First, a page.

The first and probably most ambitious method for a human resource manager to demonstrate the value-add of his department consists of measuring the costs and benefits of different human resource strategies and individual human resource practices in financial terms. This demand seems to be vital for the human resource managers in todayâ&#x20AC;&#x2122;s world, as â&#x20AC;&#x153;in a world in which financial results are measured, a failure to measure human resource policy and practice implementation dooms this to secondclass status, oversight, neglect, and potential failureâ&#x20AC;?. (Pfeffer, 1994) In the following, two of the basic approaches for the financial evaluation of HRM are discussed. Return on Investment The basic approach here is to calculate the cost of a human resource intervention (e.g. training), and then to determine the benefit in monetary terms of the achieved results (e.g. improved productivity or a reduction in absenteeism). To calculate the ROI of a human resource intervention program, the human resource manager needs to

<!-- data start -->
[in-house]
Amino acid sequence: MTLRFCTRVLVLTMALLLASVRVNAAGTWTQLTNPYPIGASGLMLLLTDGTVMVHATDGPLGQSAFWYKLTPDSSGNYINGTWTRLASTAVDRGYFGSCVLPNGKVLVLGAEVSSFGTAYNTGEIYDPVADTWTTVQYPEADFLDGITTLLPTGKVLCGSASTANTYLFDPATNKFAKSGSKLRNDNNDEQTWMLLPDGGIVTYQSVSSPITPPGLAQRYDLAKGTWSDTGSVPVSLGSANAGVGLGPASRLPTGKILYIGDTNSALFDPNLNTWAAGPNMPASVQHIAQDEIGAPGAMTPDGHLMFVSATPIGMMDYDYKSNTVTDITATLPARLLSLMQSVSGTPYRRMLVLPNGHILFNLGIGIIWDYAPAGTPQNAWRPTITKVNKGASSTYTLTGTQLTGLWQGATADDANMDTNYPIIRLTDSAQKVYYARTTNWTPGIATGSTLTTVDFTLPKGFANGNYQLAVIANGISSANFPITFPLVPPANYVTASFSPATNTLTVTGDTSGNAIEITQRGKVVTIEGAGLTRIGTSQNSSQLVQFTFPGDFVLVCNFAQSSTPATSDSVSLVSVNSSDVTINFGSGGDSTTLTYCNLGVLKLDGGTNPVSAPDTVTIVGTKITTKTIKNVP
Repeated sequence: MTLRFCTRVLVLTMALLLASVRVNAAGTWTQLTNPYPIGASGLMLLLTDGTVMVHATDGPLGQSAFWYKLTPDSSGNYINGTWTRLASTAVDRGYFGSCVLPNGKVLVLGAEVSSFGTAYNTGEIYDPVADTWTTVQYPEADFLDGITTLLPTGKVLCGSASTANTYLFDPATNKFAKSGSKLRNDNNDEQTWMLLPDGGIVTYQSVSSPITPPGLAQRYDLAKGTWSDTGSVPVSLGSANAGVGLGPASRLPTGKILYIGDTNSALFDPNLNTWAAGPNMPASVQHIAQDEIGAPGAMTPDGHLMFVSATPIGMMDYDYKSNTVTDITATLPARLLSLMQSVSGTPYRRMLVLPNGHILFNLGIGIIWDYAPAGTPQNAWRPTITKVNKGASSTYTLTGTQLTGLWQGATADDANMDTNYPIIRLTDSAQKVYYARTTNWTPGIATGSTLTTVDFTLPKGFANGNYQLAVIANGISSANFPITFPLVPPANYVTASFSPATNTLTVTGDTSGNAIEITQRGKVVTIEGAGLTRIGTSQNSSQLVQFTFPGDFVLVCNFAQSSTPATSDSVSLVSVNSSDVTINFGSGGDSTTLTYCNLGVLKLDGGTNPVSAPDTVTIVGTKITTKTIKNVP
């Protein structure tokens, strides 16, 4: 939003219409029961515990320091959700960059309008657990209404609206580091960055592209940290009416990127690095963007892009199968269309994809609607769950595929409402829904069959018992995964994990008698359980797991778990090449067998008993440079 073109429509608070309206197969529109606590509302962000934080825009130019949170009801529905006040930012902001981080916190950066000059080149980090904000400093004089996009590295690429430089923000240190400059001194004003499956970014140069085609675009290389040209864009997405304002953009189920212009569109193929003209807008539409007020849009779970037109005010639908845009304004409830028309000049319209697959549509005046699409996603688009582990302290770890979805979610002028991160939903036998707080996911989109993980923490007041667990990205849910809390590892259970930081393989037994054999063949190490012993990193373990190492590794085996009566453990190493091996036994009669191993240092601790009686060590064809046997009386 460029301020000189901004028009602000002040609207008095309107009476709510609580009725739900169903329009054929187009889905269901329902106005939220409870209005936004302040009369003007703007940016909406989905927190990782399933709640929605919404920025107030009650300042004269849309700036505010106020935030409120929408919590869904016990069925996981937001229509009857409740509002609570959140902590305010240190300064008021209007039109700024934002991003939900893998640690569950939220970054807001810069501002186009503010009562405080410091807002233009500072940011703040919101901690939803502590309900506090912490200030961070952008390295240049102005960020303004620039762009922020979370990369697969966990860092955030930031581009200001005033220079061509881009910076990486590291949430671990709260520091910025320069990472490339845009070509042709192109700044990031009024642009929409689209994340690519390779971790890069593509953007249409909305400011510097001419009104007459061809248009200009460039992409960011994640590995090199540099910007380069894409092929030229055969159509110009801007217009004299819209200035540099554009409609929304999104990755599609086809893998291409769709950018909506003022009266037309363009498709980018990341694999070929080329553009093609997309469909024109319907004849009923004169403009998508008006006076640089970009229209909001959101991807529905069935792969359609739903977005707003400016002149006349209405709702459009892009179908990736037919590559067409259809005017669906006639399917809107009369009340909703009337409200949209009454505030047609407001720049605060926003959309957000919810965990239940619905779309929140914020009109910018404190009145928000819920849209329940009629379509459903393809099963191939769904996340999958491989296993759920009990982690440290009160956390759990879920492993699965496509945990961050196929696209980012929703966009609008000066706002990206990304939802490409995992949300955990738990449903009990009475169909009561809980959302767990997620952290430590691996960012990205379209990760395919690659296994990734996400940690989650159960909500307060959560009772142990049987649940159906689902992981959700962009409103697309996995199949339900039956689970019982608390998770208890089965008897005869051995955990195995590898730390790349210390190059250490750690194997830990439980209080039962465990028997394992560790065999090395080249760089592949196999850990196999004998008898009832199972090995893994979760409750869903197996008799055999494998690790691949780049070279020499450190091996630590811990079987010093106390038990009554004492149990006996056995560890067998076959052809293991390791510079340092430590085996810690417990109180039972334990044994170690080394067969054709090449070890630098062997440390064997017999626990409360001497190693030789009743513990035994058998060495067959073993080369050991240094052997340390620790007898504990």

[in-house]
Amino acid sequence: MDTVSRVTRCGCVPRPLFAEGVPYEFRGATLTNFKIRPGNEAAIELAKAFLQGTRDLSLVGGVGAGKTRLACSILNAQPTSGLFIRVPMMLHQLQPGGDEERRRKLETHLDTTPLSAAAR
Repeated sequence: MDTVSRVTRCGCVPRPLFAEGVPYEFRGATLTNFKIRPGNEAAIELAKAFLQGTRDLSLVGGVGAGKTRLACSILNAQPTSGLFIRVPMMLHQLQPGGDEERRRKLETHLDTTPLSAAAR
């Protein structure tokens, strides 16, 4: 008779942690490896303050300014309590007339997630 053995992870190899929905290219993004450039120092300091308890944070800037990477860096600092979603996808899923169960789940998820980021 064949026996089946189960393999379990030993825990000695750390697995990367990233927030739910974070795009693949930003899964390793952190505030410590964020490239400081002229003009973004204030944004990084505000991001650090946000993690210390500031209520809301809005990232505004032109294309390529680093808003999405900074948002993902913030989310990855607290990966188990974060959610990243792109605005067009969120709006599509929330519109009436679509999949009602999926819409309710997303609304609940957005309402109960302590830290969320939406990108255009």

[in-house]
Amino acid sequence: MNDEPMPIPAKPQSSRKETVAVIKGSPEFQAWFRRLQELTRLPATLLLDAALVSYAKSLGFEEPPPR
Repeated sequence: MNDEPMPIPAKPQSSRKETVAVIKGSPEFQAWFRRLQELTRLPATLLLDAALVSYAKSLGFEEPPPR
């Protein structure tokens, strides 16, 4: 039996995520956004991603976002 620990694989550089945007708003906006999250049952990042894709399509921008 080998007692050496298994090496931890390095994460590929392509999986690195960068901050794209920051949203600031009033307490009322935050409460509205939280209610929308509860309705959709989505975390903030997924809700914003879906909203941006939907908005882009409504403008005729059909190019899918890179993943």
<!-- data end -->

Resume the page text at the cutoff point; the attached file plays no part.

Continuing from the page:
ROI = Net Benefits / Intervention Cost